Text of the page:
French President Francois Hollande wasted no time expressing his nation’s gratitude to the American and British heroes who thwarted a jihad attack on a high-speed train on Friday, saving dozens of lives and delivering a hog-tied ISIS lone wolf to the French police.
On Monday morning, Hollande pinned the Legion d’Honneur, France’s highest honor, upon the chests of Americans Spencer Stone, Alek Skarlatos, and Anthony Sadler, and Chris Norman of Britain.
“We are here to honour four men who, thanks to their bravery, managed to save lives,” said Hollande at the ceremony, held at the Elysee Palace in Paris. “In the name of France, I would like to thank you. The whole world admires your bravery. It should be an example to all of us and inspire us. You put your lives at risk in order to defend freedom.”
“A terrorist decided to commit an attack. He had enough weapons and ammunition to carry out real carnage, and that’s what he would have done if you hadn’t tackled him at a risk to your own lives,” Hollande continued, referring to the 300 rounds of ammunition carried by the would-be jihadi. “You gave us a lesson in courage, in will, and thus in hope. Faced with the evil called terrorism there is a good, that is humanity. You are the incarnation of that.”
“If you had told me before that I would one day be awarded the Lgion d’Honneur, I wouldn’t have believed it,” said Chris Norman, as quoted by the UK Telegraph. “I did what I could, what I had to do, but it’s the others you should be thanking, especially Spence and Alek.”
“I turned around and I saw he had what looked to be an AK-47 and it looked like it was jammed or wasn’t working and he was trying to charge the weapon,” said Stone, as quoted by the BBC. “Alek just hit me on the shoulder and said ‘Let’s go’ and ran down, tackled him. We hit the ground.”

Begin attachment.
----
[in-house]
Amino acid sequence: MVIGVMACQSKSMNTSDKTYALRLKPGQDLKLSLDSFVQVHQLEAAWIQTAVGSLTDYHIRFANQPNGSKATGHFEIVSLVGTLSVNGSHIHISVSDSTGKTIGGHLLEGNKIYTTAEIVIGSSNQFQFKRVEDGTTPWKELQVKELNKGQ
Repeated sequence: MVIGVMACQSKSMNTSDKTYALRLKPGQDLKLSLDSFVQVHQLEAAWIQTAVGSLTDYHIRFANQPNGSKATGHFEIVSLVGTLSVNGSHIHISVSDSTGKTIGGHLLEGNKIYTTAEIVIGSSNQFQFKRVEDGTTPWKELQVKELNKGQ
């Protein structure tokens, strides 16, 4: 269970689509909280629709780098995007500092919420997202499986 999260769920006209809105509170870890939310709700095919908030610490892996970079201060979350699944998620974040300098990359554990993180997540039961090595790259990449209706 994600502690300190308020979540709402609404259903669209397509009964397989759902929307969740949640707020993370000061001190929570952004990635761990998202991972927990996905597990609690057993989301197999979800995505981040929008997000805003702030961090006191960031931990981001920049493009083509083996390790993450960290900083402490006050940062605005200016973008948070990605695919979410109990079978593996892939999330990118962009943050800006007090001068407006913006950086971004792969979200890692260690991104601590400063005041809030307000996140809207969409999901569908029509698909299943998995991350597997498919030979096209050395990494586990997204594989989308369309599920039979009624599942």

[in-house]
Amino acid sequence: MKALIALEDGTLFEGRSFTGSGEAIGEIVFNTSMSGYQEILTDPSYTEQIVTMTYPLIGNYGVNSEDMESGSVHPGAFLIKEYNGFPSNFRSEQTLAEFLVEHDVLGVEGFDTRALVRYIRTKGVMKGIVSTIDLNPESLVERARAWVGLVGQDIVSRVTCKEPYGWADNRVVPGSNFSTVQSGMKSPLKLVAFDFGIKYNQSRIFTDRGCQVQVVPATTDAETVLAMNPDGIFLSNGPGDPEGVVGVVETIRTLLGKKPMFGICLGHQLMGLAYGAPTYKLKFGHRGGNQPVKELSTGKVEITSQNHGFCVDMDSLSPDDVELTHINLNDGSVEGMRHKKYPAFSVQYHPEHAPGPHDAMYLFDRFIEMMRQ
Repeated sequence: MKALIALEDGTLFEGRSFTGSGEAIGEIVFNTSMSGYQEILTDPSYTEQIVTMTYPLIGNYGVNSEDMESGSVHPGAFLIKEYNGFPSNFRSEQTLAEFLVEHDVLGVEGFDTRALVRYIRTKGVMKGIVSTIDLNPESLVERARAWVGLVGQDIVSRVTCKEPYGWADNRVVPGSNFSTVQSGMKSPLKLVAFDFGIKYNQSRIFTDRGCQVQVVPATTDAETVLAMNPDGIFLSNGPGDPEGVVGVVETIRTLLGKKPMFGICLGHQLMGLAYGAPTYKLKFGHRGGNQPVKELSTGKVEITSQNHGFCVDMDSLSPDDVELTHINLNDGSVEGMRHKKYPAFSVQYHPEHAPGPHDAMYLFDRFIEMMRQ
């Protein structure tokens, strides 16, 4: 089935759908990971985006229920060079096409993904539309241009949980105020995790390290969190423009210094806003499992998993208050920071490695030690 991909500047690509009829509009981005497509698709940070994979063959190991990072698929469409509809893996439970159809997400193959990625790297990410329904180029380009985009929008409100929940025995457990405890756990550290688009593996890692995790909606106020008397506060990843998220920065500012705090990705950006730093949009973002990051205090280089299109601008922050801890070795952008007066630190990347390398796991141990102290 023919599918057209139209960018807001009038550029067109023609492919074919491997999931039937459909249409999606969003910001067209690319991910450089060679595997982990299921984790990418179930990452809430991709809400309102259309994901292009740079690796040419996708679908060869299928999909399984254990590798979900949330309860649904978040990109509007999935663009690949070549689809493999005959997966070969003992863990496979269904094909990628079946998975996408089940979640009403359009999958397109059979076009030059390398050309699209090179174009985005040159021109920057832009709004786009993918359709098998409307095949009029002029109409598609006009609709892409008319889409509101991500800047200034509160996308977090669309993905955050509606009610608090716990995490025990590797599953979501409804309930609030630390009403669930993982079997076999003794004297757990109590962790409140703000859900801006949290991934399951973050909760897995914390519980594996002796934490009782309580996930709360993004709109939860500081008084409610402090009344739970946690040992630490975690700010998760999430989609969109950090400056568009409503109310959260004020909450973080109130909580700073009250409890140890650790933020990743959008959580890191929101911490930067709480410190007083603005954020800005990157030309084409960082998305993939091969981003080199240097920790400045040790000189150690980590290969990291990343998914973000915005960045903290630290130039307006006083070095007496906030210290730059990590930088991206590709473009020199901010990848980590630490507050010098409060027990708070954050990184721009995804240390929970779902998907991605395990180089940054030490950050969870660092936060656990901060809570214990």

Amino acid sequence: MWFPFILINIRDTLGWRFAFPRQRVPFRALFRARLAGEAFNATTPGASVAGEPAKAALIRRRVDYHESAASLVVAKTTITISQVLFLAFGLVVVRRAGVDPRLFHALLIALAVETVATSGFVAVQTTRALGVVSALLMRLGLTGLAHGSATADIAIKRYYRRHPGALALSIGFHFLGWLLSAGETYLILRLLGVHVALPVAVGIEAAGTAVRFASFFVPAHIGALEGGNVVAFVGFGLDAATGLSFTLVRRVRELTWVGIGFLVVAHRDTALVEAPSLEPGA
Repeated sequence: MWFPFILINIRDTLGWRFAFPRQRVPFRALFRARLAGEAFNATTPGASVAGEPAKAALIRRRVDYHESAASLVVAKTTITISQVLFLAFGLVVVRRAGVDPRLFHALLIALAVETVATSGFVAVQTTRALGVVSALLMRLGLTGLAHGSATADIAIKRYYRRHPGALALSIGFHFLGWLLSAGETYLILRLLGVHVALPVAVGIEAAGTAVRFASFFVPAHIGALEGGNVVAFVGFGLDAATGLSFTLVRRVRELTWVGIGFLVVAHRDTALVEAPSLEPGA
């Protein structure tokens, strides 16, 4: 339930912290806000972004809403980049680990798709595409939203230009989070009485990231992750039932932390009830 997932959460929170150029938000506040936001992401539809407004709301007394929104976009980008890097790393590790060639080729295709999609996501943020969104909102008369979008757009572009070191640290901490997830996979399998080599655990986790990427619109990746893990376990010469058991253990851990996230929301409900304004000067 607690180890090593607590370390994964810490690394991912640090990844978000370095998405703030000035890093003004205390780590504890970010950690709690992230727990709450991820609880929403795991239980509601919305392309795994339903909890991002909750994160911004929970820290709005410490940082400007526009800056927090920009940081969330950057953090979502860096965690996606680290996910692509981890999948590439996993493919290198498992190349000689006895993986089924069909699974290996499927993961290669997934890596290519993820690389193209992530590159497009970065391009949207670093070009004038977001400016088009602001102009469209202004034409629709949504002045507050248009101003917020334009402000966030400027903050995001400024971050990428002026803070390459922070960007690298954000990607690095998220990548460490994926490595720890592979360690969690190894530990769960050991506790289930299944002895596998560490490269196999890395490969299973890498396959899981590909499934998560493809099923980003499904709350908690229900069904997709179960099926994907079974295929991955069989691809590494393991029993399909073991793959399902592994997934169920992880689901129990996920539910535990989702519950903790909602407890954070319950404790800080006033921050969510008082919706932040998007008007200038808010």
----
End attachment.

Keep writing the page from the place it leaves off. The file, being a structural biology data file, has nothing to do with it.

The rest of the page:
“The gunman would have been successful if my friend Spencer had not gotten up,” said Sadler. “I want that lesson to be learned, in times of terror like that, to please do something. Don’t just stand by and watch.”
Norman works as a IT consultant in the U.K. Stone is an Airman First Class, while Skarlatos is a specialist in the Oregon National Guard. The New York Times describes the Americans as appearing in “khaki slacks and polo shirts, bringing a casual touch to the ornate ceremony,” while Stone, “whose thumb was severely cut by the gunman, still had his left arm in a sling as well as a bruised eye.”
The ceremony was also attended by Prime Minister Manuel Valls, Belgian Prime Minister Charles Michel, and Jane Hartley, the U.S. ambassador to France, along with the head of French rail company SNCF. The train had just crossed the border from Belgium into France when the attack began.
As the Times observes, the American trio was only on the train due to a last-minute decision to visit Paris instead of spending the night in Amsterdam.
Two other heroes from the train attack will also receive the Legion d’Honneur, a 51-year-old French-American passenger named Mark Moogalian, and an as-yet unidentified French citizen. According to the BBC, the French citizen was the first to encounter intrepid mass-murderer Ayoub el-Khazzani and attempt to disarm him. Moogalian saw the scuffle, tried to intervene, and was shot in the neck.
The Telegraph has a full account of the battle from Moogalian’s wife, who credits Spencer Stone with saving her husband’s life:
My husband told me he saw a man who he thought appeared strange because he went into the toilet with his bag and stayed there for a very long time… Then the man came out and he saw that the man was carrying a weapon and another person was tackling him from behind. He told me, ‘Go, this is serious.’ I just moved a few seats away and my husband rushed at the man to take his weapon, a Kalashnikov. Then he collapsed and I saw him through the gaps between the seats. He looked at me and said, ‘I’m hit, I’m hit.’ He thought he was going to die.
There was blood everywhere. I rushed to him and I saw he was hit in the back. I made a sort of tourniquet with a scarf and then I saw that he had another wound on the neck. I ran into carriage number 11 to ask for help. I asked if there was a doctor and I said, ‘He’s dead, he’s dead, he’s dead’. No one came so I went back to carriage number 12 while the American soldiers were pinning the attacker down…
Spencer Stone knew how to give first aid. He put his finger on the wound in the middle of his neck and he stayed in that position for the whole journey until we got to Arras so I think he really saved my husband’s life. I didn’t have time to think and I thought at first that we were all going to die. That’s what I was thinking, that we were all going to be shot.”
The Frenchman is described as a 28-year-old banker who wishes to remain anonymous.
“You averted what could have been a true carnage,” Hollande said to the railway heroes. “Your heroism should be an example and a source of inspiration for everyone. You behaved like soldiers but also as men, responsible men.”